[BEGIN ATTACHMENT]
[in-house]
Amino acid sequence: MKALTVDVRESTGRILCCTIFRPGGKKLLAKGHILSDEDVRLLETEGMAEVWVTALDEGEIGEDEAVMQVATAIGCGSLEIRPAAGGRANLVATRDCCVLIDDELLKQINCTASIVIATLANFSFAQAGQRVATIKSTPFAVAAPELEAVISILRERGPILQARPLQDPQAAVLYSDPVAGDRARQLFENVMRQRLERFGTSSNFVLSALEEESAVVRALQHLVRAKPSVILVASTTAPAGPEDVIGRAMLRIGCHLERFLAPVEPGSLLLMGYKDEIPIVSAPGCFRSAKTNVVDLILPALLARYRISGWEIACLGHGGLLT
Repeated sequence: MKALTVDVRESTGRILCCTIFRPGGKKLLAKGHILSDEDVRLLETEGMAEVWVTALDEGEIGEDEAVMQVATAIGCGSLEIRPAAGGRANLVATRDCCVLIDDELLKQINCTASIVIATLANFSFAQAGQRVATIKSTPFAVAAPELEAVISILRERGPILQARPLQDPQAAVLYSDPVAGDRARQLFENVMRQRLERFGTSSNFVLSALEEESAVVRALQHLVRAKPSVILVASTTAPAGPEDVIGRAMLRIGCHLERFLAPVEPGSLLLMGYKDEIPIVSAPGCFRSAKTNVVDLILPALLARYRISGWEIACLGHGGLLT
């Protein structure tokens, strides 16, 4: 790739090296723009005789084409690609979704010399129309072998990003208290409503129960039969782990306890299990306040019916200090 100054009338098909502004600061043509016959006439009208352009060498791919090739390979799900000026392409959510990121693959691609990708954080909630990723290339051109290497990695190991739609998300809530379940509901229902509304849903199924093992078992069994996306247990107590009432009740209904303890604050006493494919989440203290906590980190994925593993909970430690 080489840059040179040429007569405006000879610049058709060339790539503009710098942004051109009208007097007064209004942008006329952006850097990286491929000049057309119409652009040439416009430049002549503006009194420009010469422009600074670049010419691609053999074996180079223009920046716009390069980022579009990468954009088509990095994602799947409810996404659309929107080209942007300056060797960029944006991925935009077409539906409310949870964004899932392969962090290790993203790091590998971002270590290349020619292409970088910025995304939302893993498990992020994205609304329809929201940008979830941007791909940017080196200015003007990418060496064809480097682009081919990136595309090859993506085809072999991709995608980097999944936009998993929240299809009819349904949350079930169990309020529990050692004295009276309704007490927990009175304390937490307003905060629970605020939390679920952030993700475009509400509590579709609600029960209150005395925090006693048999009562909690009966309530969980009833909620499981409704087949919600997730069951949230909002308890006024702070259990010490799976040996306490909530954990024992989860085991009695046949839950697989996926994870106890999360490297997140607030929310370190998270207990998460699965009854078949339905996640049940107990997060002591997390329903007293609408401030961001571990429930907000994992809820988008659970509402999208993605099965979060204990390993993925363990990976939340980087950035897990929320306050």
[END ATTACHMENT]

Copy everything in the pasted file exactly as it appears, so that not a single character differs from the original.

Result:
[in-house]
Amino acid sequence: MKALTVDVRESTGRILCCTIFRPGGKKLLAKGHILSDEDVRLLETEGMAEVWVTALDEGEIGEDEAVMQVATAIGCGSLEIRPAAGGRANLVATRDCCVLIDDELLKQINCTASIVIATLANFSFAQAGQRVATIKSTPFAVAAPELEAVISILRERGPILQARPLQDPQAAVLYSDPVAGDRARQLFENVMRQRLERFGTSSNFVLSALEEESAVVRALQHLVRAKPSVILVASTTAPAGPEDVIGRAMLRIGCHLERFLAPVEPGSLLLMGYKDEIPIVSAPGCFRSAKTNVVDLILPALLARYRISGWEIACLGHGGLLT
Repeated sequence: MKALTVDVRESTGRILCCTIFRPGGKKLLAKGHILSDEDVRLLETEGMAEVWVTALDEGEIGEDEAVMQVATAIGCGSLEIRPAAGGRANLVATRDCCVLIDDELLKQINCTASIVIATLANFSFAQAGQRVATIKSTPFAVAAPELEAVISILRERGPILQARPLQDPQAAVLYSDPVAGDRARQLFENVMRQRLERFGTSSNFVLSALEEESAVVRALQHLVRAKPSVILVASTTAPAGPEDVIGRAMLRIGCHLERFLAPVEPGSLLLMGYKDEIPIVSAPGCFRSAKTNVVDLILPALLARYRISGWEIACLGHGGLLT
């Protein structure tokens, strides 16, 4: 790739090296723009005789084409690609979704010399129309072998990003208290409503129960039969782990306890299990306040019916200090 100054009338098909502004600061043509016959006439009208352009060498791919090739390979799900000026392409959510990121693959691609990708954080909630990723290339051109290497990695190991739609998300809530379940509901229902509304849903199924093992078992069994996306247990107590009432009740209904303890604050006493494919989440203290906590980190994925593993909970430690 080489840059040179040429007569405006000879610049058709060339790539503009710098942004051109009208007097007064209004942008006329952006850097990286491929000049057309119409652009040439416009430049002549503006009194420009010469422009600074670049010419691609053999074996180079223009920046716009390069980022579009990468954009088509990095994602799947409810996404659309929107080209942007300056060797960029944006991925935009077409539906409310949870964004899932392969962090290790993203790091590998971002270590290349020619292409970088910025995304939302893993498990992020994205609304329809929201940008979830941007791909940017080196200015003007990418060496064809480097682009081919990136595309090859993506085809072999991709995608980097999944936009998993929240299809009819349904949350079930169990309020529990050692004295009276309704007490927990009175304390937490307003905060629970605020939390679920952030993700475009509400509590579709609600029960209150005395925090006693048999009562909690009966309530969980009833909620499981409704087949919600997730069951949230909002308890006024702070259990010490799976040996306490909530954990024992989860085991009695046949839950697989996926994870106890999360490297997140607030929310370190998270207990998460699965009854078949339905996640049940107990997060002591997390329903007293609408401030961001571990429930907000994992809820988008659970509402999208993605099965979060204990390993993925363990990976939340980087950035897990929320306050």